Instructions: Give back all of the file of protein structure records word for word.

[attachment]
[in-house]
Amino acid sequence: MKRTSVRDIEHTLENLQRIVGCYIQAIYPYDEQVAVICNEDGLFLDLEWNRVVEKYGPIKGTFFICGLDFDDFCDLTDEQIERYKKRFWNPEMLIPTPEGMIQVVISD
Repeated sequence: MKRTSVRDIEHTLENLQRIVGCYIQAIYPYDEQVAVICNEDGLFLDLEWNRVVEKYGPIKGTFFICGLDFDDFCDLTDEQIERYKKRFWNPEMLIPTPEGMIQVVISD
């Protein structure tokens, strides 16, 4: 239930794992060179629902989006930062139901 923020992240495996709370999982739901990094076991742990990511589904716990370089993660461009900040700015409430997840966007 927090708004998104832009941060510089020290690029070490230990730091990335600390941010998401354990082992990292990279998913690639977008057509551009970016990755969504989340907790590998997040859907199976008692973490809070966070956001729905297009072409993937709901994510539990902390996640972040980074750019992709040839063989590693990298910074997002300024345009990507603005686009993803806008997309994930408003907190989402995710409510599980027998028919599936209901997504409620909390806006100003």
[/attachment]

[in-house]
Amino acid sequence: MKRTSVRDIEHTLENLQRIVGCYIQAIYPYDEQVAVICNEDGLFLDLEWNRVVEKYGPIKGTFFICGLDFDDFCDLTDEQIERYKKRFWNPEMLIPTPEGMIQVVISD
Repeated sequence: MKRTSVRDIEHTLENLQRIVGCYIQAIYPYDEQVAVICNEDGLFLDLEWNRVVEKYGPIKGTFFICGLDFDDFCDLTDEQIERYKKRFWNPEMLIPTPEGMIQVVISD
């Protein structure tokens, strides 16, 4: 239930794992060179629902989006930062139901 923020992240495996709370999982739901990094076991742990990511589904716990370089993660461009900040700015409430997840966007 927090708004998104832009941060510089020290690029070490230990730091990335600390941010998401354990082992990292990279998913690639977008057509551009970016990755969504989340907790590998997040859907199976008692973490809070966070956001729905297009072409993937709901994510539990902390996640972040980074750019992709040839063989590693990298910074997002300024345009990507603005686009993803806008997309994930408003907190989402995710409510599980027998028919599936209901997504409620909390806006100003």